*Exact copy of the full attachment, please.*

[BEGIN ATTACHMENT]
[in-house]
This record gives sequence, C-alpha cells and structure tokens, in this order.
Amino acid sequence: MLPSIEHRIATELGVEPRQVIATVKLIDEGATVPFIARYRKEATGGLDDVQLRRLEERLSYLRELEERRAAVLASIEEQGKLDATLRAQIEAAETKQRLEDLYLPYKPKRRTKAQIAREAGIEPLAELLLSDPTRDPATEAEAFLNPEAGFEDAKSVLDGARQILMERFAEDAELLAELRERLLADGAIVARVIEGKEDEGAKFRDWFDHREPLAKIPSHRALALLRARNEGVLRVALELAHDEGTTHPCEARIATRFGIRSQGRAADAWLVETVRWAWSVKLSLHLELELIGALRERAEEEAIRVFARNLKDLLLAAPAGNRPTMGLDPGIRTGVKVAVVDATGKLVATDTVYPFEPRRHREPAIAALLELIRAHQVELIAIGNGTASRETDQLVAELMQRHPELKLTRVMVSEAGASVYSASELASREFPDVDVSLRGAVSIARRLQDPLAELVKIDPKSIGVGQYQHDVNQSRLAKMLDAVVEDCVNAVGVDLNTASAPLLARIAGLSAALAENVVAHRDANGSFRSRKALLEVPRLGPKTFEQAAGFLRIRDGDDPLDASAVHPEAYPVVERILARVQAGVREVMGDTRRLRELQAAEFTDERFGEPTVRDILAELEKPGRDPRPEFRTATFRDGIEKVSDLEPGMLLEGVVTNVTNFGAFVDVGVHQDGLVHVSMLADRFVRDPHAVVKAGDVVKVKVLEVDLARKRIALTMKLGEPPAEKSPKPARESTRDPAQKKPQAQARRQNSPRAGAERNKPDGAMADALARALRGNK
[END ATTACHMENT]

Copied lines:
[in-house]
This record gives sequence, C-alpha cells and structure tokens, in this order.
Amino acid sequence: MLPSIEHRIATELGVEPRQVIATVKLIDEGATVPFIARYRKEATGGLDDVQLRRLEERLSYLRELEERRAAVLASIEEQGKLDATLRAQIEAAETKQRLEDLYLPYKPKRRTKAQIAREAGIEPLAELLLSDPTRDPATEAEAFLNPEAGFEDAKSVLDGARQILMERFAEDAELLAELRERLLADGAIVARVIEGKEDEGAKFRDWFDHREPLAKIPSHRALALLRARNEGVLRVALELAHDEGTTHPCEARIATRFGIRSQGRAADAWLVETVRWAWSVKLSLHLELELIGALRERAEEEAIRVFARNLKDLLLAAPAGNRPTMGLDPGIRTGVKVAVVDATGKLVATDTVYPFEPRRHREPAIAALLELIRAHQVELIAIGNGTASRETDQLVAELMQRHPELKLTRVMVSEAGASVYSASELASREFPDVDVSLRGAVSIARRLQDPLAELVKIDPKSIGVGQYQHDVNQSRLAKMLDAVVEDCVNAVGVDLNTASAPLLARIAGLSAALAENVVAHRDANGSFRSRKALLEVPRLGPKTFEQAAGFLRIRDGDDPLDASAVHPEAYPVVERILARVQAGVREVMGDTRRLRELQAAEFTDERFGEPTVRDILAELEKPGRDPRPEFRTATFRDGIEKVSDLEPGMLLEGVVTNVTNFGAFVDVGVHQDGLVHVSMLADRFVRDPHAVVKAGDVVKVKVLEVDLARKRIALTMKLGEPPAEKSPKPARESTRDPAQKKPQAQARRQNSPRAGAERNKPDGAMADALARALRGNK